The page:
Wairoa District Council elected members adopted the 2021/22 Annual Report at an extraordinary Council meeting last Monday.
The Annual Report 2021/22 provides information on Council’s financial and non-financial performance against budgets and targets determined in both the Long-Term Plan (LTP) 2021-2031 and the Annual Plan 2022.
The draft annual report had previously been presented to the Finance Audit and Risk Committee on 27 September 2022. The Committee examined the draft annual report in detail and, acknowledging that the audit of the report was in progress, recommended its adoption by Council subject to any audit and editorial adjustments.
The Annual Report showed Council is in a strong financial position, with low debt.
A total of 36% of Council’s income was derived from rates, compared to 41% in 2019. External subsidies and grants amounted to 57% of Council’s income, compared to 47% in 2019.
The subsidies and grants attracted by Council make up a greater proportion of income when compared to previous years and indicates that, although there can be a need for Council to co-contribute to projects, ratepayers are receiving more bang for their buck. Examples are the Provincial Growth Fund funding for the Te Wairoa e Whanake project, which contributes 76 cents of external funding for every $1 of cost in the construction phase. Department of Internal Affairs (DIA) funding covered 100% of designated Three Waters project costs, including paying the overhead costs for the project management staff and their work vehicles/IT equipment etc. In addition, Waka Kotahi NZ Transport Agency generally pays 75 cents for every dollar of road repairs, which alleviates the pressure on ratepayer funds. After a challenging time for the district, with weather events causing roading issues, from potholes to slips and dropouts, Wairoa District Council has maintained this high funding ratio, whereas other Councils throughout the country have had the funded percentage of spend reduced.
Over the year, the Council spent $32,522 million on running the district, which includes delivery of parks and reserves, clean drinking water, sewerage and stormwater, regulatory functions, waste services and community services such as the i-Site, Gaiety Theatre, library and digital hub.
The net surplus (excluding revaluation gains) was $10,347 million. This includes millions of dollars in subsidies and grants that were predominantly used to construct new assets. These new assets are not an operational expense, but form part of the non-current assets in the Statement of Financial Position.
The Funding Impact Statements (FIS) show the relationships between subsidy revenue and expenditure. The whole of Council FIS shows the total operational surplus, from ‘day-to-day’ operational funding less operational expenses of $4.8 million was spent on assets. It also shows that of the total subsidies and grants received, $14.5 million were for capital projects. The operational surplus excludes the non-cash expense of depreciation, which contributes to reserves set aside for asset renewals. These reserves are a component of equity. The rates set each year cover a component of this depreciation (asset renewal) cost. The operational surplus in the statement of financial performance includes depreciation.
The individual activity FIS show how water grants (from the DIA stimulus package) were spent on water supply and wastewater projects, including Ōpoutama Wastewater Upgrade, the Toby Replacement/Smart Meter Programme, the Wairoa Wastewater System and Treatment Plant Upgrade, Achilles Street Water Main Replacement, Māhanga Water Supply Improvements and a number of bespoke regional projects. The $11 million DIA programme was extended to 31 December 2022, however, Wairoa District Council has completed the majority of the Three Waters projects funded by this significant grant.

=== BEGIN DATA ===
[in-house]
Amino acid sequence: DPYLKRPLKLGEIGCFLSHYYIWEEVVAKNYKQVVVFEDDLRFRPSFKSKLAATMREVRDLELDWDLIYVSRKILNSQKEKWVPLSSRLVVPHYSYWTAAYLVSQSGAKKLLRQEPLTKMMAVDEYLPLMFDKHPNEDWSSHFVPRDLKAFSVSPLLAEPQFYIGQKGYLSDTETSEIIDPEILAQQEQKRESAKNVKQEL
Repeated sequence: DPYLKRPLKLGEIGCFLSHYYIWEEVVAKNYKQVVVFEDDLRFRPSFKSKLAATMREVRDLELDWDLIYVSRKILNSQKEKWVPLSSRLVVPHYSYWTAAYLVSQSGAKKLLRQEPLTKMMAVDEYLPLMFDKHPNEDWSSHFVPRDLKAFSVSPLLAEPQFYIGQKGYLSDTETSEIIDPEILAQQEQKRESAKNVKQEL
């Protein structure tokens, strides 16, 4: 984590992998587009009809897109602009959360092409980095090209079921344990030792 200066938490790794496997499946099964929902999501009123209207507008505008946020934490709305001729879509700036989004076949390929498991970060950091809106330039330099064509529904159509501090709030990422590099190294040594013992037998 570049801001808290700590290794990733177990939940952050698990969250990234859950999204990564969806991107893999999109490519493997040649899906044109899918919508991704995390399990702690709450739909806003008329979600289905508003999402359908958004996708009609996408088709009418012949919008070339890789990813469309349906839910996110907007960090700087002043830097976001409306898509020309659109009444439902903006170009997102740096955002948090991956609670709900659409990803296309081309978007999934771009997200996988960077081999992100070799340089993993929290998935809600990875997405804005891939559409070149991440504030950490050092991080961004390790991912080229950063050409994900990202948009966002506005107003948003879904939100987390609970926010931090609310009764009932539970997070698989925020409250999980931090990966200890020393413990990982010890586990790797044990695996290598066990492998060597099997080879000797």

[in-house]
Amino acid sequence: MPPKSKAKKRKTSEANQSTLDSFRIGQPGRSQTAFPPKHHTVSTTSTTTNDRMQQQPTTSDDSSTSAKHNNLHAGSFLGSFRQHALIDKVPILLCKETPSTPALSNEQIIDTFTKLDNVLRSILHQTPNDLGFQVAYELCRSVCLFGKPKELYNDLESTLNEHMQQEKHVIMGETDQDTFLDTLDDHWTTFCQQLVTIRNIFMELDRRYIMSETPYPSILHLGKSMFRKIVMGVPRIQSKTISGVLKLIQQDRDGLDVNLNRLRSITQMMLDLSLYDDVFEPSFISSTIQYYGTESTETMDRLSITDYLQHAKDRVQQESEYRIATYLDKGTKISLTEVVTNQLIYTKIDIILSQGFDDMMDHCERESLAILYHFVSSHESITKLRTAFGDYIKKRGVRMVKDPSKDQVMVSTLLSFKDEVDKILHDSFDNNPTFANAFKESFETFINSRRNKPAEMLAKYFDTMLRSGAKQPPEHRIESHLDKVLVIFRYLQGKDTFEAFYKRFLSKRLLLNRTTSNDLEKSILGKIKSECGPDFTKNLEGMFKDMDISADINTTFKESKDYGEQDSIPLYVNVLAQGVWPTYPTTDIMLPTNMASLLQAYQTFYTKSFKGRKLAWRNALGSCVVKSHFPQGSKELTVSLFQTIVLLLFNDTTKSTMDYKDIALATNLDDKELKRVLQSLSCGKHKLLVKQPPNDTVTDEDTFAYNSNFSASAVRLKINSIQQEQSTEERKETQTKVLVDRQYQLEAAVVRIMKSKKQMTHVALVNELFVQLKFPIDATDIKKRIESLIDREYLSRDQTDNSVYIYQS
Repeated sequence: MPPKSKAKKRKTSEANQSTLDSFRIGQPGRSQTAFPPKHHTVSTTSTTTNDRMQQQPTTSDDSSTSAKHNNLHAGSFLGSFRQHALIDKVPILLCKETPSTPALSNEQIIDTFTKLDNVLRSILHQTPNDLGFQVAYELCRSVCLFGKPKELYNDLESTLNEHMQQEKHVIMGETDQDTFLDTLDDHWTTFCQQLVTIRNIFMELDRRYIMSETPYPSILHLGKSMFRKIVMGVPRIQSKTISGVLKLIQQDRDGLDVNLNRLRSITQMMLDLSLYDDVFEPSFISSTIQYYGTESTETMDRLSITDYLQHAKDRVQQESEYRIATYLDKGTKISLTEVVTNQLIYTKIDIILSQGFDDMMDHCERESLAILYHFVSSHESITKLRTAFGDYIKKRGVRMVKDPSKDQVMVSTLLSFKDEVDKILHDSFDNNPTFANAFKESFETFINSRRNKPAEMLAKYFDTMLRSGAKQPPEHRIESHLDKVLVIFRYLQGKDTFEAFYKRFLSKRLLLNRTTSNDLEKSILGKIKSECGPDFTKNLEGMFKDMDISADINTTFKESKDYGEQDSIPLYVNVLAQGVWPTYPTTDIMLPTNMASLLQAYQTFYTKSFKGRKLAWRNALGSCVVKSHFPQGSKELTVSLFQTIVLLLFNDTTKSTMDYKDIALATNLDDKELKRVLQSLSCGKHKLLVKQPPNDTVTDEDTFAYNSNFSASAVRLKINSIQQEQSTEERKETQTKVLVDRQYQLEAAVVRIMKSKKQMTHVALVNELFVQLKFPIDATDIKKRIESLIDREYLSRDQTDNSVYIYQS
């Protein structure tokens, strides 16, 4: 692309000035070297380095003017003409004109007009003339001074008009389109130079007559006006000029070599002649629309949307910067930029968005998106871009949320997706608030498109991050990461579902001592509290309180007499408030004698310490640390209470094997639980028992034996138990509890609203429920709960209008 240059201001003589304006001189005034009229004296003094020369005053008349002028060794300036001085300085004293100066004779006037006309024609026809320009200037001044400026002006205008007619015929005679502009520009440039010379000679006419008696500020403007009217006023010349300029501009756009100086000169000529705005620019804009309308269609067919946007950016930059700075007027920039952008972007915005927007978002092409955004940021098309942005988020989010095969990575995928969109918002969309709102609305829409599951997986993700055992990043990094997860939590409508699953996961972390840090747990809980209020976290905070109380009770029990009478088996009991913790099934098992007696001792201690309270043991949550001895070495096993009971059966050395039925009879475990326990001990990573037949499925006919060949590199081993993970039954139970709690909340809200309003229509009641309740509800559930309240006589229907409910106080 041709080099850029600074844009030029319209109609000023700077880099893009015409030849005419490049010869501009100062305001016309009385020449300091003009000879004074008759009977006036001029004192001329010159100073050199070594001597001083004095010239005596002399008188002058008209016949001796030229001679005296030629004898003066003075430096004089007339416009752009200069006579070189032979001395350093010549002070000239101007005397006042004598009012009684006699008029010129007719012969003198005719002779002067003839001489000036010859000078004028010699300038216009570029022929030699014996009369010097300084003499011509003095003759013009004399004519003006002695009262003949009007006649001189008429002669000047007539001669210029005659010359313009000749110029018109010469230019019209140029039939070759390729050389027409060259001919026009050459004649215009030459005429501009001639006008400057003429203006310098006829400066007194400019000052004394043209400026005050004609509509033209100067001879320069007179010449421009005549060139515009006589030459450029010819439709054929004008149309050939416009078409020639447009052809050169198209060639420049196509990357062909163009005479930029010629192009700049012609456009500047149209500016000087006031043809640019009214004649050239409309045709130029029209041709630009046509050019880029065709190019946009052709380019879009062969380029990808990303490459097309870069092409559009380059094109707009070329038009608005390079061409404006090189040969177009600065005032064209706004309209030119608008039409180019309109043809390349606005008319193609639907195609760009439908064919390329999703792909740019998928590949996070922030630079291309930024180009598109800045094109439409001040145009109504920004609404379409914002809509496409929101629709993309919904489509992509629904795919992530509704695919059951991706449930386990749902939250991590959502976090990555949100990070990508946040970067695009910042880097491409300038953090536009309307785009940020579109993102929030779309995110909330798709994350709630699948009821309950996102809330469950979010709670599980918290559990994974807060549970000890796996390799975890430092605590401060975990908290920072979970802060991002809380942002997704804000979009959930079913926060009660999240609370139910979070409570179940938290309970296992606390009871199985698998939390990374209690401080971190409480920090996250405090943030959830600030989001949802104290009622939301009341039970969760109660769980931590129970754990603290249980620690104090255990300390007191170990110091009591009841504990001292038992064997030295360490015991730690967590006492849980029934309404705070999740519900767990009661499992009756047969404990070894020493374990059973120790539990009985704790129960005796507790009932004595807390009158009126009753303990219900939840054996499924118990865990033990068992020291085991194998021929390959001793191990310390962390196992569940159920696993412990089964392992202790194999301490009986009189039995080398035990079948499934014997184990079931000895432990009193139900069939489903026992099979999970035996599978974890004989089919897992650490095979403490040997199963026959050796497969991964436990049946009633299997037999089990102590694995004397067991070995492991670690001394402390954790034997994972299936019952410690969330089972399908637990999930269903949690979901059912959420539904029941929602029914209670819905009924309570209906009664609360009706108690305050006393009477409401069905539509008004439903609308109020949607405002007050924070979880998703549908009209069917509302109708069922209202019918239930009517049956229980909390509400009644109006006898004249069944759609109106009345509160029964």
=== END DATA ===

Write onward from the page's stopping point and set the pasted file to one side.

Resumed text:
Elected members also noted the impact of the March weather events on Council’s operations, with the transport network asset value reduced by the estimated $24,843 million cost to repair. However due to increasing costs of both labour and materials, a revaluation of the total asset network resulted in a $9.9 million revaluation gain. This non-cash revenue forms part of the $20,261 million total surplus.
As the next Annual Plan is prepared, Council officers are challenged to look at cost saving initiatives to improve efficiencies against rising costs, while maintaining levels of service as per the LTP.
Elected members commended staff for the high quality of reporting and for bringing the report in on time. Wairoa Mayor Craig Little acknowledged the capability of the finance team in completing the extensive report within the reporting timeframe.
9 November 2022
Disclaimers and Copyright
While every endeavour has been taken by the Wairoa District Council to ensure that the information on this website is accurate and up to date, Wairoa District Council shall not be liable for any loss suffered through the use, directly or indirectly, of information on this website. Information contained has been assembled in good faith. Some of the information available in this site is from the New Zealand Public domain and supplied by relevant government agencies. Wairoa District Council cannot accept any liability for its accuracy or content. Portions of the information and material on this site, including data, pages, documents, online graphics and images are protected by copyright, unless specifically notified to the contrary. Externally sourced information or material is copyright to the respective provider.
© Wairoa District Council - www.wairoadc.govt.nz / +64 6 838 7309 / firstname.lastname@example.org